I could link many other links showing Java as an extremely widespread language. There is just nothing comparable in the corporate world.

This is an inane comment, there's TONS of new code being written in it, probably more than any other language. Outside the HN bubble of Rust/Draco/OCaml companies tend to stick with the Java/JS/Ruby/C# languages.

> there's TONS of new code being written in [Java], probably more than any other language

Nah, it's a pretty safe bet that the language with the most new code being written is JavaScript. If it weren't JavaScript, I'd actually guess Excel next. (Okay, maybe not in terms of LOC, but certainly in number of applications.)

Java and Javascript are head to head on that one, if you look at any data on the web. (and Java is nice to work with, mature environment, quite opposite of Javscript).

With Python or C++ being next.

But they don't count Excel :)

Seems like this is the equivalent to GitLab's Code Quality CI template [1]? Which is supposedly built on Code Climate [2].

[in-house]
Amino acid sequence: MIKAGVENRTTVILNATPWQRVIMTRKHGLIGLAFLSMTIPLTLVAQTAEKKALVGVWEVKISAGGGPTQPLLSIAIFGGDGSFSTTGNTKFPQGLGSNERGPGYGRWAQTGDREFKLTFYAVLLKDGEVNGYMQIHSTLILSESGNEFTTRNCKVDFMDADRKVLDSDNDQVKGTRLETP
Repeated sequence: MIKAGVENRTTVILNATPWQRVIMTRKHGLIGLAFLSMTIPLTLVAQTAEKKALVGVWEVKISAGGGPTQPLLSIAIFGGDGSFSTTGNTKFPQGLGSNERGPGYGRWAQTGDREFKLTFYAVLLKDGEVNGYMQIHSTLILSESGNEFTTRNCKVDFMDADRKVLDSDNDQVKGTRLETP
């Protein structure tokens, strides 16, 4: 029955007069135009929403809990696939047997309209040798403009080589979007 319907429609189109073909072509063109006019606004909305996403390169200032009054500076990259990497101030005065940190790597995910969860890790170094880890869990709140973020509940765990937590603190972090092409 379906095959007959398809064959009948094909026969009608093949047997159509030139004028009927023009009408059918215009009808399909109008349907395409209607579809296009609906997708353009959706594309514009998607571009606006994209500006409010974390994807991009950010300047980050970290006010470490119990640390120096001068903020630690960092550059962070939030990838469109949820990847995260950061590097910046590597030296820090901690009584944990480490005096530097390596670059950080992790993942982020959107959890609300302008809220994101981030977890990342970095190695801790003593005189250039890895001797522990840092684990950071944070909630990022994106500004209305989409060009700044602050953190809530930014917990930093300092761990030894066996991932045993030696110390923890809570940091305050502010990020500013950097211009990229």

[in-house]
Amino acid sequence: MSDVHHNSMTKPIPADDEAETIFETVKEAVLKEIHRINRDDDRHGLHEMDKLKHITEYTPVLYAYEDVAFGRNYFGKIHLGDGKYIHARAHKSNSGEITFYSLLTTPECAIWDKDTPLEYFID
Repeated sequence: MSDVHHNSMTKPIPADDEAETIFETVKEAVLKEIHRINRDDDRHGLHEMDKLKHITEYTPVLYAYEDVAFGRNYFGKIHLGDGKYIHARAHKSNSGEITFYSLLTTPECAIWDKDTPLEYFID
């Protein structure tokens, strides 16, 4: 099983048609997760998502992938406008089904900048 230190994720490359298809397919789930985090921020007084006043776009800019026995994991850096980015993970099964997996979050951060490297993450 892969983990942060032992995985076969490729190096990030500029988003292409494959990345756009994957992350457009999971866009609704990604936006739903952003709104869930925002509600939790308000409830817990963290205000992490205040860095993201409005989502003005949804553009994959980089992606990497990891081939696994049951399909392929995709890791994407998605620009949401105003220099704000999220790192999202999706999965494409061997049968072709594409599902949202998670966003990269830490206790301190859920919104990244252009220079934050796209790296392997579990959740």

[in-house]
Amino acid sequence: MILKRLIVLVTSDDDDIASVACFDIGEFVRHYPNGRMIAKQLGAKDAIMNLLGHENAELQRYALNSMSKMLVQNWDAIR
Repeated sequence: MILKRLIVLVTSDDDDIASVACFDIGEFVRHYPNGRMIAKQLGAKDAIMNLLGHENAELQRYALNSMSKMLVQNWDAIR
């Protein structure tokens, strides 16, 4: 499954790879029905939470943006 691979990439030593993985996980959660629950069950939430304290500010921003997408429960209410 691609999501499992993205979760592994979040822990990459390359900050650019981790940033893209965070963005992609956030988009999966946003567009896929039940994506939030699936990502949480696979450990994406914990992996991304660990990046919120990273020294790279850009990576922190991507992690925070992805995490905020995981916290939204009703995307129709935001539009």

[1] https://docs.gitlab.com/ee/user/project/merge_requests/code_...

[2] https://codeclimate.com/

We're in the process of stripping out Code Climate at work. Since it's difficult to run locally, the whole "let CI run to see if your code lints" isn't a great experience. And when first running prettier on our codebase, it stated something like 8 days to "fix" it.

Just a poor experience all around.

GitHub's approach here seems much more sane.

They don't do the same thing

Oh we use GitLab for work. Was wondering if there's an equivalent for that or similar.

GitLab Product Manager here - The Codeclimate engine that out CodeQuality feature uses does support about half of the same languages as SuperLinter through plugins that can be added in the codeclimate.yml file. We are exploring how to support the missing languages and add output to the existing and future CodeQuality features.

We have also seen that SuperLinter can be run as part of a GitLab pipeline without too much hassle.

-James H Product Manager - Testing

You can see how to do so here, if interested: https://gitlab.com/snippets/1988376

> Setting up a new repository with all the right linters for the different types of code can be time consuming and tedious.

Is it? In my company I maintain a set of exemplars for all of our commonly used repository types. When someone wants to make a new one they just copy and paste stuff from one of the exemplars.